This is a brilliant, emotional story that focuses on the relationship between a young boy and his brother, as they embark upon a huge journey from their family home in Preston all the way to their favourite holiday destination in Cornwall – just to see a dolphin! They are on their own and they have very little in the way of food or money, but they are utterly determined to make it to all the way to St Bernard’s in time for dolphin o’clock.
The story is told by Martin, long-suffering older brother to Charlie, who is, to say the least, eccentric. Seriously ill as a child, Charlie has an endearingly weird and wonderful approach to life, chatting merrily with complete strangers, eating ham-and-jam sandwiches and pretending he has CCTV in his belly button.
On their way to St Bernard’s, the boys have to contend with fastidious ticket attendants, scary teenagers and very hungry tummies. Martin does his best to keep them on track, but Charlie’s tendency for spontaneous acts of stupidity (such as leaving the train when he sees someone he doesn’t like the look of!) make things even harder.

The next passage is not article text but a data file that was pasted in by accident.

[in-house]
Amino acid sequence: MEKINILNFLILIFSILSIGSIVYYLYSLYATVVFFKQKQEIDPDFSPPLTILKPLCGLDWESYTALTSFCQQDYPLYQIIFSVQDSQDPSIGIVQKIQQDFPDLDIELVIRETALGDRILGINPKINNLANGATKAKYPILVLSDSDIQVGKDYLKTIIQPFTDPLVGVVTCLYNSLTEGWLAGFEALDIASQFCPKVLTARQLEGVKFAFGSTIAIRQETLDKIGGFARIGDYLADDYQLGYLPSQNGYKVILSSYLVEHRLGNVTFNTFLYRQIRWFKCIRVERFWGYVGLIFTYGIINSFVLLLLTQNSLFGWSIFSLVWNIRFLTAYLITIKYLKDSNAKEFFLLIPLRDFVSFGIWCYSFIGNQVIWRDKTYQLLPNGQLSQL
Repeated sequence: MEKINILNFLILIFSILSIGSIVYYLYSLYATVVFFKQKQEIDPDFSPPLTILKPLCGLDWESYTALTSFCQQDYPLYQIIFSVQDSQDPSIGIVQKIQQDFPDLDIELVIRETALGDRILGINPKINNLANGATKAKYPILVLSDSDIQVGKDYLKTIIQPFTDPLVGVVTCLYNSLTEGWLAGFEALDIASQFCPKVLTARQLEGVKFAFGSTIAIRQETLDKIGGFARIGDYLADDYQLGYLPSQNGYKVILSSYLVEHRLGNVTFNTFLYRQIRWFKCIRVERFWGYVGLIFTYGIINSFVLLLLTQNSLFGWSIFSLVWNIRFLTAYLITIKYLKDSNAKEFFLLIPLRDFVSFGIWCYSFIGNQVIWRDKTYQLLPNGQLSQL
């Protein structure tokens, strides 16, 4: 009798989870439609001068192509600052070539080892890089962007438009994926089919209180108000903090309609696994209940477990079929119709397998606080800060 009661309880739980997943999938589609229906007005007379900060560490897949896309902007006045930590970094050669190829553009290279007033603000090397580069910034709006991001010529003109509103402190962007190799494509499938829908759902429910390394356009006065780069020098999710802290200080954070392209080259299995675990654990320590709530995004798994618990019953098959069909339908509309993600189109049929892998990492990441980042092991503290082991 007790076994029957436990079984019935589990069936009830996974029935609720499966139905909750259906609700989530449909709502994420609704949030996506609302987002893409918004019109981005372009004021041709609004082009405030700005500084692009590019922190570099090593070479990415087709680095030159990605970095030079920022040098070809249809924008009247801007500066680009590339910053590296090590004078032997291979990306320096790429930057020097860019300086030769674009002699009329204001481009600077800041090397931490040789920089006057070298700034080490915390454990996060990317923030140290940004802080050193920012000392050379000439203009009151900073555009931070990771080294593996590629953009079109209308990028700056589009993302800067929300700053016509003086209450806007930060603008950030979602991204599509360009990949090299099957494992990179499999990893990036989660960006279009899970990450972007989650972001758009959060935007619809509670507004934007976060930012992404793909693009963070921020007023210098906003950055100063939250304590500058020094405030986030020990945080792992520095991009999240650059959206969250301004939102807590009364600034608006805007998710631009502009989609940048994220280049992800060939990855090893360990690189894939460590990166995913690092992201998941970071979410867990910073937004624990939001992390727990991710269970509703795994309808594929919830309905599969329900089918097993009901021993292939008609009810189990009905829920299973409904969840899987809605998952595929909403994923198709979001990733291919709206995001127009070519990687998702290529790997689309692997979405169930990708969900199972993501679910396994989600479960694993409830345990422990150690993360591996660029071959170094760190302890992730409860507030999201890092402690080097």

The sibling relationship between the two main characters is thoroughly absorbing. Martin utterly loves his brother but can barely tolerate him…a sensation many readers with siblings will recognise! Mark Lowery describes the closeness between the boys with heart-warming detail, and without unnecessary sentiment.
Though the story has plenty of funny and playful moments (two children stuck on a train for hours proves to be a surprisingly rich source of comedy) the overall feeling of the book is one of emotion and drama. This is achieved through Lowery’s wonderful use of first person. Martin shares all his emotions with the reader, whilst keeping key details hidden, and the result is very affecting. He offers flashbacks to the last family holiday in St Bernard’s, and each chapter begins with one of Martin’s own poems. These offer extra clues about the narrative and about Martin’s character. The poems themselves are varied, lively and engaging, and arrive like welcome rest breaks on a long train journey.
In Charlie and Me, Mark Lowery has delivered a very special story. Readers will cry with laughter and sadness in equal measure, as they share in the journey of two children on a mission to rediscover whatever the magic ingredient was that made an old family holiday so special.